Guest Author: Lena Diaz & Giveaway!

I’m so pleased to have a good friend of mine on the blog today – debut author Lena Diaz.  Lena’s romantic suspense novel, He Kills Me, He Kills Me Not, is one of the launch books for Avon Impulse, the new Harper Collins digital-first imprint.  Exciting stuff!

Lena is a truly talented writer, whose manuscripts were winning accolades even before publication.  She’s won the Tara, the Daphne du Maurier Award of Excellence in Romantic Suspense, and finaled in the Romance Writers of America’s prestigious contest for unpublished authors, The Golden Heart.   I’m going to turn the blog over to Lena now – she has some thoughts about heroes she’d like to share with us!

What Makes A Romance Hero Romantic?

Vanessa, thank you so much for hosting me on your blog! I’ll jump right into my topic, which is — What makes a romance novel hero romantic?

Recently, two of my friends critiqued a scene I’d just written. Without seeing each other’s comments, they both highlighted the same line of dialogue, and they both said it was so romantic. I was surprised, because that line seemed ordinary, nothing special. What was it about that one line that sounded romantic? Neither of my friends could explain why it felt romantic. They just knew that it did.

I looked back through the scene, which was the first meet between the hero and heroine. I tried to figure out why that line seemed so special. All through the scene the hero was cold, almost to the point of being mean, because he despised the choices the heroine had made in her life. But at the very end of the scene, he couldn’t walk away without offering the heroine some kind of consolation. He had to say that one little line, trying to make her feel better.

That one line of dialogue showed the hero’s true character, his compassion. It gave the reader a glimpse into the hero’s true self. In that one line, we saw that the hero cared for the weak and downtrodden, even if he didn’t want to. The line itself wasn’t romantic. The reasons behind the hero’s words were romantic.

Let’s look at a scene where the hero and heroine dance together. By itself, the scene is nothing special. But let’s change it up a bit. Let’s say the heroine just got dumped by her boyfriend, very publicly, and he walks across the dance floor with another woman. Our heroine is sitting alone, humiliated. Other women she knows are giggling and making fun of her at the next table. They’re also flirting outrageously with our gorgeous hero.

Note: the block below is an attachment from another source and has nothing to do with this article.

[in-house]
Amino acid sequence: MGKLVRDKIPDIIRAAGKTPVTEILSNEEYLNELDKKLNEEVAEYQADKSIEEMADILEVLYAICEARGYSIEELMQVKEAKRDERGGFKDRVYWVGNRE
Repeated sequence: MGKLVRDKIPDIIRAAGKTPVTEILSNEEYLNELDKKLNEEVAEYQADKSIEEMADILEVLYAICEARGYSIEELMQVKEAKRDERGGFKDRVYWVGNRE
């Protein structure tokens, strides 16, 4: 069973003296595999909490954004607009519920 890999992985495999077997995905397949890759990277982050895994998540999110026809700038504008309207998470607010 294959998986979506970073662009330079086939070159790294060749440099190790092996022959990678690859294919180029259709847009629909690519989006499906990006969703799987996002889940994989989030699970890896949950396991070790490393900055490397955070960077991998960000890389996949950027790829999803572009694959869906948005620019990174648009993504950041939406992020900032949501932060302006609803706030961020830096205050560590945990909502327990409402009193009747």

Disgusted at how the women, and the boyfriend, treated the heroine, the hero asks the heroine to dance. He treats her like a princess, lavishing her with attention. By dancing with her, he gives her revenge against everyone who treated her so badly, and he helps her self-esteem.

Suddenly that scene is far more romantic. Or, at least, it is to me! The hero is no longer just a cute guy. He’s sexy, hot, appealing, romantic–not because of his looks–but because of the person he is inside.

So tell me, what do you think makes a romance novel hero romantic? Is it all looks? His voice? The way he gazes into a woman’s eyes, as if she’s the only person in the room? Or is it his character, his moral convictions, his compassion for others? Or something else entirely? I’d love to hear your opinions!

He Kills Me, He Kills Me Not

Four years ago, Amanda Stockton was forced to play a serial killer’s twisted game of chance. Since then, she has retreated from the world, bearing the scar from her ordeal and the burden of a terrible secret. But when another woman is found dead, clutching a long-stemmed red rose, Amanda knows she can hide no longer.

If there were any other way, Chief Logan Richards would never ask the only surviving victim for help. But it’s clear this killer will not be stopped and Amanda is the only link. Torn between catching a madman and winning the trust of the woman he’s come to love, Logan is caught in a dangerous game with Amanda. And there’s no guarantee they’ll come out on top.

Vanessa, here.  Lena will be giving away one copy of He Kills Me, He Kills Me Not, to one of my readers today.  Just answer her question to win!  But that’s not all.  Five readers who comment today will also win a set of Lena’s romance trading cards.  There are four cards to a set, including this dreamy one of her romantic hero, Logan Richards.  Yum!